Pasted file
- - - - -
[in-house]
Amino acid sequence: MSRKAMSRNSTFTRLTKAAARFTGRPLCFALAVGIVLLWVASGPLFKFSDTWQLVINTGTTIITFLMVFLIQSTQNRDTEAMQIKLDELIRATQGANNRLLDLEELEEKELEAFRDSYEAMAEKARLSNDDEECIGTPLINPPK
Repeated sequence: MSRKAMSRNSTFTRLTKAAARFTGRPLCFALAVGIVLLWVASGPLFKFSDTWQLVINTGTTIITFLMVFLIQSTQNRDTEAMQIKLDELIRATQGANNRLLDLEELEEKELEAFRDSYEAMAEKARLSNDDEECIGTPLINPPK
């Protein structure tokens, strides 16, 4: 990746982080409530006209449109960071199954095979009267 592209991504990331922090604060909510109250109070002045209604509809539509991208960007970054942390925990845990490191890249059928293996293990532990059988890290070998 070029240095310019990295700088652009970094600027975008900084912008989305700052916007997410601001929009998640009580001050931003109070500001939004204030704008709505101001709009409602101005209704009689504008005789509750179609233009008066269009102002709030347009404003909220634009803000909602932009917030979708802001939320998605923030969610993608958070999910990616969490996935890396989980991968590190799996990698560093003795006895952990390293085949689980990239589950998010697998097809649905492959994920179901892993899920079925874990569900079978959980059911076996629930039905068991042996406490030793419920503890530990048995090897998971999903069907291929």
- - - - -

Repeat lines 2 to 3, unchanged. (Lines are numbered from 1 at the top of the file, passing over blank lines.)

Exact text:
Amino acid sequence: MSRKAMSRNSTFTRLTKAAARFTGRPLCFALAVGIVLLWVASGPLFKFSDTWQLVINTGTTIITFLMVFLIQSTQNRDTEAMQIKLDELIRATQGANNRLLDLEELEEKELEAFRDSYEAMAEKARLSNDDEECIGTPLINPPK
Repeated sequence: MSRKAMSRNSTFTRLTKAAARFTGRPLCFALAVGIVLLWVASGPLFKFSDTWQLVINTGTTIITFLMVFLIQSTQNRDTEAMQIKLDELIRATQGANNRLLDLEELEEKELEAFRDSYEAMAEKARLSNDDEECIGTPLINPPK